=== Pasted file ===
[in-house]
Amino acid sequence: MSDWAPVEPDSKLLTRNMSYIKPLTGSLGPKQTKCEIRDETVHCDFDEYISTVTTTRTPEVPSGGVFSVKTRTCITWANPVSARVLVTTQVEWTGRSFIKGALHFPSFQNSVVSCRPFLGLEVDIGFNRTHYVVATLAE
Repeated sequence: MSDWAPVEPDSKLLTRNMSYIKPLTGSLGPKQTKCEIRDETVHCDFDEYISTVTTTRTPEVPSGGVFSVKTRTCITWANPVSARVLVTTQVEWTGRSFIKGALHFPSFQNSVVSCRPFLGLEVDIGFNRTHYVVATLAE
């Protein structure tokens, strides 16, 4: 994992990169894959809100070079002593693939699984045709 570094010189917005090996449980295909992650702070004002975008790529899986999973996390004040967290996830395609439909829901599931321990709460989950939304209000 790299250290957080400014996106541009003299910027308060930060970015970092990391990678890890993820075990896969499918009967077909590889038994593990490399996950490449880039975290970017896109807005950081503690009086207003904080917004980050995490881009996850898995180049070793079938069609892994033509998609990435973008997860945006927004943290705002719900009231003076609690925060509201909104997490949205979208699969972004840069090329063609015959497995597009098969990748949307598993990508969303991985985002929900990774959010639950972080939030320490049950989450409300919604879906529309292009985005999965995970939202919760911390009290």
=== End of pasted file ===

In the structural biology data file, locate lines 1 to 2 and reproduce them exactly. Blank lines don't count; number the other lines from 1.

[in-house]
Amino acid sequence: MSDWAPVEPDSKLLTRNMSYIKPLTGSLGPKQTKCEIRDETVHCDFDEYISTVTTTRTPEVPSGGVFSVKTRTCITWANPVSARVLVTTQVEWTGRSFIKGALHFPSFQNSVVSCRPFLGLEVDIGFNRTHYVVATLAE